Wages: Median: In an equitable economy, all workers would earn a living wage, without systematic differences by race and gender.

Insights & Analyses

  • Nationally, the median hourly wage for workers aged 25 to 64 has remained relatively the same since 1990. However, median hourly wages have decreased for workers ages 18 to 24 and increased for workers ages 65 and older.
  • The median hourly wage for white people ages 25 to 64 is $25 per hour compared to $20 per hour for people of color. Men ages 25 to 64 of all races and ethnicities have a median hourly wage of $25 while women’s median hourly wage is just $21. Latina women have the lowest median hourly wage at $17 per hour.
  • White people with only high school diplomas have a similar median hourly wage as people of color with some college education or an associate degree at $19 per hour on average.
  • At $41 per hour, Asian Americans with bachelor degrees or higher education levels have the highest median hourly wage out of all racial and ethnic groups for all levels of education.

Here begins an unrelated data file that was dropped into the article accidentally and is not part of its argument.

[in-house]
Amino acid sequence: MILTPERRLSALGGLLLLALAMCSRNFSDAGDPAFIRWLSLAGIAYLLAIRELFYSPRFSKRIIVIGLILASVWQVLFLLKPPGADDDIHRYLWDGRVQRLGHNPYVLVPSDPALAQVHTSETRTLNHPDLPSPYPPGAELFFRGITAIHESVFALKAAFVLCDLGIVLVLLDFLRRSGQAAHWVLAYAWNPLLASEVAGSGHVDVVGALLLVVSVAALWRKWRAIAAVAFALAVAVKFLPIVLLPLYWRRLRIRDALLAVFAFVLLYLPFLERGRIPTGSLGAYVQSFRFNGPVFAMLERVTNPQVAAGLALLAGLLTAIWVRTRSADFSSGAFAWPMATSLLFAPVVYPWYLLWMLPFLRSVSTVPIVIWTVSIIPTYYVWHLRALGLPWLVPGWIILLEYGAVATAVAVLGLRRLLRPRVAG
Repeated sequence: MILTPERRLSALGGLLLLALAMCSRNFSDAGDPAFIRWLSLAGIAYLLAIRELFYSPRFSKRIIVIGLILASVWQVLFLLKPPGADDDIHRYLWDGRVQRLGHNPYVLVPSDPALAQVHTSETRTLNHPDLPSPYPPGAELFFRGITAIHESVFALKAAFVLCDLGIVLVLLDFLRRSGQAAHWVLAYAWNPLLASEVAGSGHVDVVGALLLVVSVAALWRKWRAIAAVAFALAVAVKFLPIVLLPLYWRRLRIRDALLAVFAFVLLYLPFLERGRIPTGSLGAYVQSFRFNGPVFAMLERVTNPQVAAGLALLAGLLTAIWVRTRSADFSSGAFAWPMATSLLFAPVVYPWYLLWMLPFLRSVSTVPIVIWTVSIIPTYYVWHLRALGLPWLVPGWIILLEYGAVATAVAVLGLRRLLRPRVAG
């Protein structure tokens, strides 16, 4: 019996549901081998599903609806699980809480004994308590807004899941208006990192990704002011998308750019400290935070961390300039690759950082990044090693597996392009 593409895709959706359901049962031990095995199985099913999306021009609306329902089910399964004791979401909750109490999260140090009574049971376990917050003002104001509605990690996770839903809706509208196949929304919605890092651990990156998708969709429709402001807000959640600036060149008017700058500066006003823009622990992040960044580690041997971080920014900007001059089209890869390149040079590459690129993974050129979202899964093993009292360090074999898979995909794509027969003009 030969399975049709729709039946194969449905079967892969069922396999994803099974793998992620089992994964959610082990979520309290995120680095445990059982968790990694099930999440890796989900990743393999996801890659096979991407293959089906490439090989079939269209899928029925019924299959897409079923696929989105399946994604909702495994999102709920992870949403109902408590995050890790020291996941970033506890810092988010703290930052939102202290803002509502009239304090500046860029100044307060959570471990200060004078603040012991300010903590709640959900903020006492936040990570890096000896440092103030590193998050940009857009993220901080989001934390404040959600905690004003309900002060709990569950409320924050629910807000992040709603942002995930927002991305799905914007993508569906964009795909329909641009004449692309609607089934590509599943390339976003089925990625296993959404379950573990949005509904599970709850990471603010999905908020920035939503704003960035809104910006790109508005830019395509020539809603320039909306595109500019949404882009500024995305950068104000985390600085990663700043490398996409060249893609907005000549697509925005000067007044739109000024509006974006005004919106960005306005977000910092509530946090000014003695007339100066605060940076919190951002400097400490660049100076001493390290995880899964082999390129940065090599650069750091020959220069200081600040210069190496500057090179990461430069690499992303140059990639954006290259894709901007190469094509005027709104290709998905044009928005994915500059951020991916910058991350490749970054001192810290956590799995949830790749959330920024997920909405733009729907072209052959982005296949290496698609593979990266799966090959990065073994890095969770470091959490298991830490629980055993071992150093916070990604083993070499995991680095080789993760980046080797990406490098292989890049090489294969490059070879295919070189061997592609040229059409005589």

Drivers of Inequity

Since the 1980s, our national economy has become increasingly polarized between high-wage, knowledge-economy jobs and low-wage service sector jobs, while the middle-wage jobs that have typically served as stepping stones into the middle class for workers without college degrees are disappearing. High-wage workers are seeing tremendous income gains while low-wage workers' wages have stagnated or declined. Racial and gender inequity is baked into earnings disparities as well since workers of color and female workers are segregated into the lowest-paid occupations and sectors.


Grow an equitable economy: Policies to ensure living wages for all

Strategy in Action

Nashville negotiates historic community benefits agreement. In 2018, the Nashville-based community coalition, Stand Up Nashville, negotiated a community benefits agreement (CBA) to accompany a proposed soccer stadium. The CBA contains requirements for living-wage jobs, first-source hiring, affordable housing, a childcare center, and other community benefits. Nashville Mayor David Briley supported the campaign for the CBA, penning an open letter to the city expressing his support of the stadium in large part because it would have a CBA attached. Its passage marks the first CBA in Tennessee for a major government-led project. Read more.

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